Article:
Roger Jenkins, former chairman of investment banking for the Middle East at Barclays Plc, who is on trial, departs Southwark Crown Court in London, U.K., on Tuesday, Feb. 19, 2019. The first U.K. jury trial of senior bankers for alleged wrongdoing related to the financial crisis a decade ago is taking place in London, with the prosecution due to call its first witness next week. Photographer: Simon Dawson/Bloomberg
Roger Jenkins is the former head of Barclays' Middle East operations © Bloomberg

An ex-Barclays banker who helped negotiate two emergency fundraisings in 2008 was unwilling to “take a hit” to save the jobs of John Varley or Bob Diamond, respectively CEO and head of Barclays’ investment bank at the time, a UK court heard on Monday.

Roger Jenkins, former head of Middle East operations, is being prosecuted along with Mr Varley and two other Barclays bankers in a case brought by the Serious Fraud Office that alleges the four men lied to the market about £322m of fees paid to Qatar during emergency cash calls by Barclays in June and October 2008. The four men all deny wrongdoing.

On Monday, the jury was played extracts of interviews that one of the defendants, Richard Boath, gave under caution to the SFO in 2014.

Mr Boath told the SFO in his interview that in June 2008 he had been asked by Mr Jenkins to look at ways in which the Qataris could receive a higher 3.5 per cent commission fee for the cash call — compared with the 1.75 per cent fee other investors were receiving.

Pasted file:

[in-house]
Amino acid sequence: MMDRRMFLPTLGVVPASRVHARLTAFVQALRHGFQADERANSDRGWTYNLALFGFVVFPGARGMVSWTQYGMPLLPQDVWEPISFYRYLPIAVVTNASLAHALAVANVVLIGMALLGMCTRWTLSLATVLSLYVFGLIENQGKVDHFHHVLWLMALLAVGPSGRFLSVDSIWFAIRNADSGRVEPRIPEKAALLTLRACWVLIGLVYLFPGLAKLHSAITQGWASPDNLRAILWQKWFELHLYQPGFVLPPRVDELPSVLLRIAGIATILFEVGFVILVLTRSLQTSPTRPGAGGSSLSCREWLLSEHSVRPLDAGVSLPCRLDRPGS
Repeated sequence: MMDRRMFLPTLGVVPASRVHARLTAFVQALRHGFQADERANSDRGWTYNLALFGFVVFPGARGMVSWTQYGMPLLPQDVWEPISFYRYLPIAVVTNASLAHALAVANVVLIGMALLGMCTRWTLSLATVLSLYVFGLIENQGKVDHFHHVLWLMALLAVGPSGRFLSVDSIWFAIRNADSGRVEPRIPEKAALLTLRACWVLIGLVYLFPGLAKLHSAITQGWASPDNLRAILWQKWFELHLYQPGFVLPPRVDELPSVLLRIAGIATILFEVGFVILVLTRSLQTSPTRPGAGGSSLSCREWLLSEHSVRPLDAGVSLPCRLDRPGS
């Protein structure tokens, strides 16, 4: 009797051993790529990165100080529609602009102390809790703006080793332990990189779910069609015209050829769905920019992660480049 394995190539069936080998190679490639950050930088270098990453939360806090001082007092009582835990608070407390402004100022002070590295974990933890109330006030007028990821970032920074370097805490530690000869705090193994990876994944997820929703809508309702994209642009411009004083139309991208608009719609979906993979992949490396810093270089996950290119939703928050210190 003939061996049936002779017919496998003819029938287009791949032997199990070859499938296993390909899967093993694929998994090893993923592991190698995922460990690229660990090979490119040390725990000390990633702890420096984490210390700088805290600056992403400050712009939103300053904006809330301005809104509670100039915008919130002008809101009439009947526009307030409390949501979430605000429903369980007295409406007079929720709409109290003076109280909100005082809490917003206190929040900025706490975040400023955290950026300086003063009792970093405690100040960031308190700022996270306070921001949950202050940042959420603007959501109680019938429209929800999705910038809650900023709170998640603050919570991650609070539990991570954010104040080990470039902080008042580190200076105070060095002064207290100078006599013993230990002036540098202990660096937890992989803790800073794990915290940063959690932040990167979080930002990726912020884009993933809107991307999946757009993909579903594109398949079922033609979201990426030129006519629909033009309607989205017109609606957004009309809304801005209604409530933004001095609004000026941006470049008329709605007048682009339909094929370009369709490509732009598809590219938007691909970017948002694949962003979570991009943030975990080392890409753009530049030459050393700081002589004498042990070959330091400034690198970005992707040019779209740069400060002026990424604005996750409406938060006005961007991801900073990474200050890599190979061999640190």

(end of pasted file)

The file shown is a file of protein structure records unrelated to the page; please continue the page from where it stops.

Mr Jenkins told him the Qataris liked the idea of an “advisory services agreement” but Mr Boath said there were problems and other investors “would go nuts” if they found out that Barclays had offered a “sweetheart deal” to Qatar.

Mr Boath told the SFO: “I said: ‘Hang on Roger before we get too far down the road we can’t do that . . . and give one set of economics to one set of investors and we have a different set of economics for another set of investors — if they found out they would go completely nuts.’”

“His words — I remember them vividly — were: ‘F*** that, I’m not taking a hit to save John and Bob’s job.’”

Mr Boath also told the SFO in his interview that a few days later he had been on a call with Mark Harding, Barclays’ general counsel, who is not accused of wrongdoing, in which “very clear legal advice” was given on having an ASA. Mr Boath said he “relied on” this advice and it was “repeated through the transaction” but he could not specify what the advice was.

He said the involvement of senior Barclays lawyers who were “all over” the ASA in June 2008 quelled any misgivings he had.

The trial continues.

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